Will The Telegraph's tie-up with eMusic expose the staff's guilty pleasures?
I noticed a couple of weeks back that The Telegraph has a special promotion, where they have joined forces with eMusic to give away free downloads to readers.
What struck me as really interesting is the way that they are selling the idea that you can see and follow the music taste of Telegraph writers and editors, as well as contribute to a Telegraph 'chart'.
Since eMusic is a social download platform, member's networks can build into an interesting blend of mixing genuine friends with contacts, colleagues, and strangers who just happen to buy the newspaper that you work for. For those Telegraph staffers who have joined the service specifically as part of this promotion, they can obviously pick and choose what they buy and download, knowing that it is being shared with the readership. And it isn't just the music writers involved either - people like Erin Baker, the Motoring Commissioning Editor, now have their download habits on display.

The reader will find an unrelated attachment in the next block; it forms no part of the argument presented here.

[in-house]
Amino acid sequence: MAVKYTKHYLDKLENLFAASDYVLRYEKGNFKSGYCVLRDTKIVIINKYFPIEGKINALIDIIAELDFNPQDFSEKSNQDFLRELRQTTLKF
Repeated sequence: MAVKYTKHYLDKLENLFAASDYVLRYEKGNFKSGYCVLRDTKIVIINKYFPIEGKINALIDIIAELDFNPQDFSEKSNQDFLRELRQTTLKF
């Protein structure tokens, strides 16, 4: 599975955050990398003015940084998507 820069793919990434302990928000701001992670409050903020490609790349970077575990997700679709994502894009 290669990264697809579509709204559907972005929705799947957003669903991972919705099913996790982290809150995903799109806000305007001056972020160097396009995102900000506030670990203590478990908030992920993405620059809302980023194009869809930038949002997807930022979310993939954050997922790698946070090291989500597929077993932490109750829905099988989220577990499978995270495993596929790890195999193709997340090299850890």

For someone like Shane Richmond, however, the situation is different. His profile indicates that he has been a member for a couple of years already, so linking up to him via The Telegraph promotion might expose any number of guilty pleasures he bought in 2006, not knowing that they would later be the public property of The Telegraph's audience. He doesn't seem too bothered mind you, and blogged enthusiastically about the partnership. With good reason - eMusic is a very good music download platform.
I really enjoyed using eMusic myself when I was living in Austria. Sadly my own e-Music membership has lapsed, so those Telegraph taste secrets are currently safe from exposure on currybetdotnet!